It’s not hard to see why lots of people believe that Logan, which is a slower, character-focused piece, is ashamed to be associated with comic books. The movie eschews many of the common genre tropes; there’s little action to be found, and when it does appear, it is brutal and un-flashy. When Logan discovers that Laura (Dafne Keen) has some original issues of comics in her possession, he cuttingly dismisses them in fine, crotchety fashion as “ice cream for bed-wetters.”

So far it’s not looking positive, but Logan’s overall attitude to the comics is far more complex, since they serve as a backbone for the whole of the movie's story. Indeed, their very existence galvanizes the powerful Transigen escapees into action, and serve as a comfort and inspiration to each of them.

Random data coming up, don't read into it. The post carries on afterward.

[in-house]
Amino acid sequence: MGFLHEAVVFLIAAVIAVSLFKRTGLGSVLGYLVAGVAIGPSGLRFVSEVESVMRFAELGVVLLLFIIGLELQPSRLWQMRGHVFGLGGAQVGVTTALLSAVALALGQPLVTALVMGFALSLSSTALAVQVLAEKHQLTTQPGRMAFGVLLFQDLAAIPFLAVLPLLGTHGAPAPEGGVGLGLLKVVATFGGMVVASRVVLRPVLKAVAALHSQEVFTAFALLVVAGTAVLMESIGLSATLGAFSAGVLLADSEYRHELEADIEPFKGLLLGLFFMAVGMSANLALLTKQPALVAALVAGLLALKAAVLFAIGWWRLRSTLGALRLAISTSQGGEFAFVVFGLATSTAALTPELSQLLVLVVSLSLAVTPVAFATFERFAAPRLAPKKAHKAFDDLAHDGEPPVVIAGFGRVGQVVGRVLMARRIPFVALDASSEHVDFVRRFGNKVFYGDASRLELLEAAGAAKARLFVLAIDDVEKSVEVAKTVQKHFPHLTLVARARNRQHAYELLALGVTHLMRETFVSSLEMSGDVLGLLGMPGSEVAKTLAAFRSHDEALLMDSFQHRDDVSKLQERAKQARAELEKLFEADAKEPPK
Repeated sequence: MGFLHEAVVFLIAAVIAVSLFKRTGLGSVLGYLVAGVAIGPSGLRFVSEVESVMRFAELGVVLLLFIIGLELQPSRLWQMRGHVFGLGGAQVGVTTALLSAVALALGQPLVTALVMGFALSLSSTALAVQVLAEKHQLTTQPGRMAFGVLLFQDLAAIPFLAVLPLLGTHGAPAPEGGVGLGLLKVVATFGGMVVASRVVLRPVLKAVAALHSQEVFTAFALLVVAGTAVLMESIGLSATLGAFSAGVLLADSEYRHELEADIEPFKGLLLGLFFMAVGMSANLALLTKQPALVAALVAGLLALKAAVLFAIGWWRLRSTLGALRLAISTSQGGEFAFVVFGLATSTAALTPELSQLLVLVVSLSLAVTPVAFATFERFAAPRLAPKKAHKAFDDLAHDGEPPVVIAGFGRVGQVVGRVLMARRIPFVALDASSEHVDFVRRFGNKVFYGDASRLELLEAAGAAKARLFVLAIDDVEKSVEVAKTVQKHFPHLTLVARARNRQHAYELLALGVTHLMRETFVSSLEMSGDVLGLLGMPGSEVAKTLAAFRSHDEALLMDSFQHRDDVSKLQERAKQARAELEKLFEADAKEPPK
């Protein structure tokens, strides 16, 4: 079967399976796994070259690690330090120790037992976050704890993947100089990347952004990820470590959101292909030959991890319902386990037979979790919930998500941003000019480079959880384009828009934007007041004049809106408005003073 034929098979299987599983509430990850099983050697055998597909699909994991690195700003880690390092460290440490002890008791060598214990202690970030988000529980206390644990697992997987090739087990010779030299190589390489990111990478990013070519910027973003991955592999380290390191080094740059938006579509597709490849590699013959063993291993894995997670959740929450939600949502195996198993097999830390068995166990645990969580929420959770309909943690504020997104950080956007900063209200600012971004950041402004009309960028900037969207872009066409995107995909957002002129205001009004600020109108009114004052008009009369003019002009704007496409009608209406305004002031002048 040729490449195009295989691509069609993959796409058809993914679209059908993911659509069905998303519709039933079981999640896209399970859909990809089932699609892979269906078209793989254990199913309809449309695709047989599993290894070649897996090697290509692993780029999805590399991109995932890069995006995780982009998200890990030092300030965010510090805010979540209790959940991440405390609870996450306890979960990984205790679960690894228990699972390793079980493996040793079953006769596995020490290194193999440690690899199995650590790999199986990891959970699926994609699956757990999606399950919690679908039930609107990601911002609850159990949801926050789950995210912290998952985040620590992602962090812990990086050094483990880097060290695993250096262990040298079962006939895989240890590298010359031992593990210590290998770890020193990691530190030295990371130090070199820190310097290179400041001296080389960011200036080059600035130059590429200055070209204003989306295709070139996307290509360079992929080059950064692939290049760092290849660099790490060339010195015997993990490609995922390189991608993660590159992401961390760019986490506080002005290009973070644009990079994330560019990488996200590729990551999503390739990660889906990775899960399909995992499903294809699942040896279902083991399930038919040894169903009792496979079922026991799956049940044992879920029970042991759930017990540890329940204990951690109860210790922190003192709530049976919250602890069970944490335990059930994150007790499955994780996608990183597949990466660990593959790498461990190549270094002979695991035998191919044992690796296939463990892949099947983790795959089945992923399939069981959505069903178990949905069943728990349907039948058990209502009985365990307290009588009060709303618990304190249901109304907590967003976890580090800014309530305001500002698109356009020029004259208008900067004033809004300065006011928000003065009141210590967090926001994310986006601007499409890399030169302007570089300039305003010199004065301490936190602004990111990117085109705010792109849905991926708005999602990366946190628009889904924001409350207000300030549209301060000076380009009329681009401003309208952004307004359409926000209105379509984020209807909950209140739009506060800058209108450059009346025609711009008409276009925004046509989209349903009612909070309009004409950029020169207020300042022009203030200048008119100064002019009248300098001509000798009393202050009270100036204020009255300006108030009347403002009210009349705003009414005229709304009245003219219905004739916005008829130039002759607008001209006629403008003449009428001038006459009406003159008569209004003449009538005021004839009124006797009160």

The Wolverines in action [Credit: 20th Century Fox]
The Wolverines in action [Credit: 20th Century Fox]

After reading about "Eden", the kids strive to make their own version of it a reality. They gaze in awe at Logan as he rushes into battle; and a young mutant hugs a Wolverine figure for comfort at the film’s conclusion. The presence of these books are very much felt by these characters, and none more so than Laura. As Professor X implores to Logan, the existence of these paper-bound legends are “real to her.”